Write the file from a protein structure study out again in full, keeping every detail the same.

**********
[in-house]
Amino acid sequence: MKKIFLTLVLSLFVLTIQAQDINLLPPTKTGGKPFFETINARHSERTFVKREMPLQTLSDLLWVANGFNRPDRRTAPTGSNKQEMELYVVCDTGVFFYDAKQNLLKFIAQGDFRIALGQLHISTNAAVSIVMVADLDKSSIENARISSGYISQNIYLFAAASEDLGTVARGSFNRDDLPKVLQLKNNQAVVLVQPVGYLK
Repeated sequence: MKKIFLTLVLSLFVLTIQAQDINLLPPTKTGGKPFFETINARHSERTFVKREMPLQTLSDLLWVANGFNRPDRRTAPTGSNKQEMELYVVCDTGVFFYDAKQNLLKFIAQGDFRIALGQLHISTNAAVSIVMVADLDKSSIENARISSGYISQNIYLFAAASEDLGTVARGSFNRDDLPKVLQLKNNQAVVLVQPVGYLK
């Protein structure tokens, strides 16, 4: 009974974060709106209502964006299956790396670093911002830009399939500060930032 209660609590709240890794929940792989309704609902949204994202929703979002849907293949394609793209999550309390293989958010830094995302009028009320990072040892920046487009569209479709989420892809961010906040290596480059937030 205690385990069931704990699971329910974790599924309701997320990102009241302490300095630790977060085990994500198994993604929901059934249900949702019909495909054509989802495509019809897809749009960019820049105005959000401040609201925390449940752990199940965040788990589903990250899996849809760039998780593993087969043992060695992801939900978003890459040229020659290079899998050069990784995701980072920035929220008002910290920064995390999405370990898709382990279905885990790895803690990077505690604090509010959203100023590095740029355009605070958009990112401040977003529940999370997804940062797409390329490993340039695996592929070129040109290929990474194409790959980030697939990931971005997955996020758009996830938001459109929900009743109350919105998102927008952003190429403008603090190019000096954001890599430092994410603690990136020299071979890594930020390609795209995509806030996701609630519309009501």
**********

[in-house]
Amino acid sequence: MKKIFLTLVLSLFVLTIQAQDINLLPPTKTGGKPFFETINARHSERTFVKREMPLQTLSDLLWVANGFNRPDRRTAPTGSNKQEMELYVVCDTGVFFYDAKQNLLKFIAQGDFRIALGQLHISTNAAVSIVMVADLDKSSIENARISSGYISQNIYLFAAASEDLGTVARGSFNRDDLPKVLQLKNNQAVVLVQPVGYLK
Repeated sequence: MKKIFLTLVLSLFVLTIQAQDINLLPPTKTGGKPFFETINARHSERTFVKREMPLQTLSDLLWVANGFNRPDRRTAPTGSNKQEMELYVVCDTGVFFYDAKQNLLKFIAQGDFRIALGQLHISTNAAVSIVMVADLDKSSIENARISSGYISQNIYLFAAASEDLGTVARGSFNRDDLPKVLQLKNNQAVVLVQPVGYLK
């Protein structure tokens, strides 16, 4: 009974974060709106209502964006299956790396670093911002830009399939500060930032 209660609590709240890794929940792989309704609902949204994202929703979002849907293949394609793209999550309390293989958010830094995302009028009320990072040892920046487009569209479709989420892809961010906040290596480059937030 205690385990069931704990699971329910974790599924309701997320990102009241302490300095630790977060085990994500198994993604929901059934249900949702019909495909054509989802495509019809897809749009960019820049105005959000401040609201925390449940752990199940965040788990589903990250899996849809760039998780593993087969043992060695992801939900978003890459040229020659290079899998050069990784995701980072920035929220008002910290920064995390999405370990898709382990279905885990790895803690990077505690604090509010959203100023590095740029355009605070958009990112401040977003529940999370997804940062797409390329490993340039695996592929070129040109290929990474194409790959980030697939990931971005997955996020758009996830938001459109929900009743109350919105998102927008952003190429403008603090190019000096954001890599430092994410603690990136020299071979890594930020390609795209995509806030996701609630519309009501």